The Vatican II Bishops Decree is the basic charter of pastoral councils. It affirms that they have a threefold task – investigating, considering, and drawing conclusions. Council members undertake this work under the direction of the pastor. He consults the council, but is not obliged to accept its recommendations. The Church does not want to force pastors to take poor advice.
The threefold task of the council (investigating, considering, and recommending conclusions) is described in bare-bones terms. The official documents of the Church do not explain how councils are to accomplish it. They rarely use the term “pastoral planning.” We can see, however, that investigating, reflecting, and recommending conclusions is a form of pastoral planning. That is why the Archdiocese of Los Angeles states that pastoral planning is the main work of councils. But there are many ways to do pastoral planning, and the “comprehensive planning” model of the Diocese of Greensburg does not exhaust the possibilities. The recently-published Concise Guide to Pastoral Planning by William L. Pickett (Ave Maria Press, 2008) shows that pastoral planning has many other dimensions. There is no one size that fits all.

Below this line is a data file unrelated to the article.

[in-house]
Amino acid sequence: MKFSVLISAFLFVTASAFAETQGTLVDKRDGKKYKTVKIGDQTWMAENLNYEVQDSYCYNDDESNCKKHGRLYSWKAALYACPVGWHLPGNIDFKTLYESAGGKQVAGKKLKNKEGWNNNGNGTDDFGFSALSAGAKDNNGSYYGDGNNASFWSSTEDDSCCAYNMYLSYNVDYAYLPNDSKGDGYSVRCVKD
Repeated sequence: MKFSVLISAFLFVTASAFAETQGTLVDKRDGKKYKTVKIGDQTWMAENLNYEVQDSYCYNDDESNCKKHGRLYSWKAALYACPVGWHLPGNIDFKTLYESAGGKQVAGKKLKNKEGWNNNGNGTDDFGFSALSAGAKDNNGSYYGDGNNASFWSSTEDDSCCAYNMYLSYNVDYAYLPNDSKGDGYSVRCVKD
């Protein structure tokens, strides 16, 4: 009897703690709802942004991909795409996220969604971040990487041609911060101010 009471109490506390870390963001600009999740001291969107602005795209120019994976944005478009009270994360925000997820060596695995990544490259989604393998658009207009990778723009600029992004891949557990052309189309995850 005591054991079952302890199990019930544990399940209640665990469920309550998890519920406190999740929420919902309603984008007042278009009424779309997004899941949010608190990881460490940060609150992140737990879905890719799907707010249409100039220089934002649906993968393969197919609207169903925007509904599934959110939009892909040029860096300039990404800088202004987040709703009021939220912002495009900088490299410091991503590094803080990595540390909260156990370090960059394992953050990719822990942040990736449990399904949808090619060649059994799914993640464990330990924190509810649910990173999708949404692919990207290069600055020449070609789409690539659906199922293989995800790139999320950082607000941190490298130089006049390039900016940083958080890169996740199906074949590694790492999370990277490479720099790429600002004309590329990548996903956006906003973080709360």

This is an important insight, and we should be grateful to Brenda Hermann and James Gaston for reminding us of it. They also remind us that it is the pastor that consults the council. This has important consequences, and I would like to elaborate on them.
The Role of Pastoral Planners